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How Millennials are Changing the Face of Retail

MAY 2015 Millennial Marketing Insight from HypeLife Brands: "How Millennials are Changing the Face of Retail"


Let's start with a quote from a CNBC article reporting on 1Q retail trends in the US:

"Elsewhere on the earnings front, there's a problem at the mall, and Kohl's is symptomatic. The retailer's poor guidance and third-quarter same-store sales' 1.4 percent dip is certainly a disappointment, but maybe not a complete surprise.

"Consumers seem to be genuinely changing their spending habits. Malls are not as crowded. Apparel is not on the minds of Millennials. It's now about being interconnected. Go to a mall, and what stores are most crowded? The AT&T Store, the Apple Store, the Verizon Store."

Retail numbers are down, and there are lots of reasons for this, not the least of which is a continually sluggish economy. But this isn't an economics piece. It's important to also consider, like the quote above, that Millennials – the largest spending block in the world – simply don't buy things the way anyone else does.

Put another way, whether or not your brand operates in the retail space, it's important to understand how Millennials shop and why Millennials purchase. Here are some givens that all brands need to consider, understand, and evaluate:
  1. Customer Service – Before buying or engaging in a service, Millennials will read reviews or blogs by people they trust (key influencers) to find out as much as possible about your brand experience before handing over their credit card.  
  2. Compare and Contrast – No matter how cool or how needed your product or service is, be prepared for Millennials to shop the competition. Brand loyalty has limits – unless you're Apple – and budget-conscious Millennials will survey the field before purchasing. They won't always choose the best deal, but they'll be as informed as possible before clicking 'Buy' to ensure the purchase is one they can feel good about.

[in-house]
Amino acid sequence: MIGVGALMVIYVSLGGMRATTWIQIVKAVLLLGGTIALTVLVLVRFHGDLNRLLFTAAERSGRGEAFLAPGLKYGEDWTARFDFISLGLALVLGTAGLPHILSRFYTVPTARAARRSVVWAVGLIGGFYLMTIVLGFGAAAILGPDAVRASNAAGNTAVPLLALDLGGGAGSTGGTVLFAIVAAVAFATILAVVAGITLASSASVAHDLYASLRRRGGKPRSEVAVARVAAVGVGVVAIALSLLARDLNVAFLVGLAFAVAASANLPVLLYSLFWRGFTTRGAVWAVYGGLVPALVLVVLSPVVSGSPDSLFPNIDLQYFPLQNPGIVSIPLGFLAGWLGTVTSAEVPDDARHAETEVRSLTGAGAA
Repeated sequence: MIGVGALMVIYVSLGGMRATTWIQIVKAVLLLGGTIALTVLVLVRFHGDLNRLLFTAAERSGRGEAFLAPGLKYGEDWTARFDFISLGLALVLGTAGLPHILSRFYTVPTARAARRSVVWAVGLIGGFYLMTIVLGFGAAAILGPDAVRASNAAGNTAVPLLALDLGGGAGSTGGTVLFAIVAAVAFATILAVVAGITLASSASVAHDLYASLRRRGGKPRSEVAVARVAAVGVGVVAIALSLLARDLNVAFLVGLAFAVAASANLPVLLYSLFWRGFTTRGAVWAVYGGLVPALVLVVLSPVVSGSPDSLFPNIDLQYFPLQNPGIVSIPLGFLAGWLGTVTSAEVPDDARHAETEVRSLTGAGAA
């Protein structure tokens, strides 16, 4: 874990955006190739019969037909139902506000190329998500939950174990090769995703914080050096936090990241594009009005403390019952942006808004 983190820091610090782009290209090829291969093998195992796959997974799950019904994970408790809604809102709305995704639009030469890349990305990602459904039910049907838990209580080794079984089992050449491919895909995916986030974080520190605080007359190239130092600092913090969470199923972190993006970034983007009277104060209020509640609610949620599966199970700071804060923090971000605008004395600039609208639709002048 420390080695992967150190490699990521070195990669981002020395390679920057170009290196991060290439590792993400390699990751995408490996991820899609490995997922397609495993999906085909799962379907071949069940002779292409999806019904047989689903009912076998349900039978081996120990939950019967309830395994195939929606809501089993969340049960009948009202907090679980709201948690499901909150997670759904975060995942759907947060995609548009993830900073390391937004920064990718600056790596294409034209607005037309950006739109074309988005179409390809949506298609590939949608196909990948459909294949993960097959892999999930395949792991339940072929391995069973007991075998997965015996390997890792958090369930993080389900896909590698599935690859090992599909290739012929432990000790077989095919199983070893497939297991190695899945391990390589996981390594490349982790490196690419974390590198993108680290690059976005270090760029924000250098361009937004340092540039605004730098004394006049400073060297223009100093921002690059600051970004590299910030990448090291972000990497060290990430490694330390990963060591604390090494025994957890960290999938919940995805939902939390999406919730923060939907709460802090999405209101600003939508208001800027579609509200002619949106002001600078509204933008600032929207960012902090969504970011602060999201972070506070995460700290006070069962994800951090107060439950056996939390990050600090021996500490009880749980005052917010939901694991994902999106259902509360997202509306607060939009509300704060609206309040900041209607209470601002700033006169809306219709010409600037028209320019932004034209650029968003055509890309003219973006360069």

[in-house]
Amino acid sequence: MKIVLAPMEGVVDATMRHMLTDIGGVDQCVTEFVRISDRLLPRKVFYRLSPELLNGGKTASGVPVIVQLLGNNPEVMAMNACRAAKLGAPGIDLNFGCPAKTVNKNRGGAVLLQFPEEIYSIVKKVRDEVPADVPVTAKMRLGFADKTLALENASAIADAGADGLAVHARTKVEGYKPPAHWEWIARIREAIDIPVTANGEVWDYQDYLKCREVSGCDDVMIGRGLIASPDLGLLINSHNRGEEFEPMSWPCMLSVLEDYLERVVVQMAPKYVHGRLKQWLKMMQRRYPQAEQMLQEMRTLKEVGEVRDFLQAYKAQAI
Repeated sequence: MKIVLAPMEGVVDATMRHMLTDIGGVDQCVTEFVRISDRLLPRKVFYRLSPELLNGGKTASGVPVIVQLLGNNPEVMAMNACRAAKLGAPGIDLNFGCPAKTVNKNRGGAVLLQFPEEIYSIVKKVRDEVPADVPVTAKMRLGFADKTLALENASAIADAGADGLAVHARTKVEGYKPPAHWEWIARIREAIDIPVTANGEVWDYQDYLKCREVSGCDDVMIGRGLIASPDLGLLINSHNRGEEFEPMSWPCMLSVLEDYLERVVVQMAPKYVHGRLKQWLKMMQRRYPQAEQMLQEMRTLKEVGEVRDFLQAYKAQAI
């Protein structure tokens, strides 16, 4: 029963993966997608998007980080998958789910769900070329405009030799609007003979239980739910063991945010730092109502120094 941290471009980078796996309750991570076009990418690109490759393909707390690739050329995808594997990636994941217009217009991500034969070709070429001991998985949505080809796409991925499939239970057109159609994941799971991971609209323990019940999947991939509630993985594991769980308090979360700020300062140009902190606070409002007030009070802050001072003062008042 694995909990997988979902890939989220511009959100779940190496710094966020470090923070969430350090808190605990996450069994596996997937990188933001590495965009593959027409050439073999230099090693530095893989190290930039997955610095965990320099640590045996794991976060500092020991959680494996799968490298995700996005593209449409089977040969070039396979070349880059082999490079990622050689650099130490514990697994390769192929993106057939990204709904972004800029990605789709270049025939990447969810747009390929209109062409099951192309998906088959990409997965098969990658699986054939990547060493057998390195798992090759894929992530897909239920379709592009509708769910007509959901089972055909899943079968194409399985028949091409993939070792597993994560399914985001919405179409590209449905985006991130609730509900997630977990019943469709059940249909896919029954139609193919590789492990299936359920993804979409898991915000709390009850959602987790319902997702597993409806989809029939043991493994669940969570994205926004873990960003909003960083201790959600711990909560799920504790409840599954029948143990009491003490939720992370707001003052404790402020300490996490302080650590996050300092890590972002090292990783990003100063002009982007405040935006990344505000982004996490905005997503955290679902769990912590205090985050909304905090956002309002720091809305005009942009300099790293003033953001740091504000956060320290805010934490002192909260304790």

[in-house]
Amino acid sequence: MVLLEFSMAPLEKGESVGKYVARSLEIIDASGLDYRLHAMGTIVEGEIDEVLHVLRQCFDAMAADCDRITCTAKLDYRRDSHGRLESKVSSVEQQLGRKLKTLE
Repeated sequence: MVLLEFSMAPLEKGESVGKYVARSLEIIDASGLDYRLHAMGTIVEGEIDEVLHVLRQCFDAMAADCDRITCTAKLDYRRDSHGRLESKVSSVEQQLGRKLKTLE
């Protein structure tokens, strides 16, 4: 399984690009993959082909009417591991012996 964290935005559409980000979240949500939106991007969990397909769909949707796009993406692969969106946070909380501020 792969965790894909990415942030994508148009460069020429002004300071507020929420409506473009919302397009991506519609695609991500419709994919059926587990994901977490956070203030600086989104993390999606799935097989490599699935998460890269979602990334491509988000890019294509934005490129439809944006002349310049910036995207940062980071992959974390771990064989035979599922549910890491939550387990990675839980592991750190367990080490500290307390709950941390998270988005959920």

3. Put in Cart, Wait – Point #2 also means shopping carts can stay full for weeks. Abandoned shopping carts don't mean what they used to, i.e. there's no immediate reason to hit the panic button. Whether selling a product or service, sales teams must reevaluate lead times and conversion rates to adjust for discerning, informed Millennial shoppers.
  4. Mobile – A steadily rising number of these Millennials referenced in points 1-3 are doing their shopping on their phones. That means stunted attention spans and a consumer mindset slanted strongly toward browsing and not buying. Plus, brands with the best mobile expereiences will be more likely to turn those browsers into eventual buyers.
  5. Social – The conversation begins and ends here. This is where Millennials learn about your brand, experience your brand, engage with your brand, etc. This is where the personality of your brand is cultivated and grows, and where casual followers can eventually become hardy loyalists. Conversions are not the goal; engagement is the goal.
While retail can often be a flashpoint for greater symptoms of the consumer marketplace, the companies and brands that best understand how Millennials shop and spend will be the ones less likely to experience dips in leads, in conversions, in growth. It begins and ends with building and maintaining a great brand, but a great brand must also consider all the points above when it comes to its ability to connect with the largest consumer base in the world: Generation Y.


 

Cheers,

Curt Cuscino
Principal
HypeLife Brands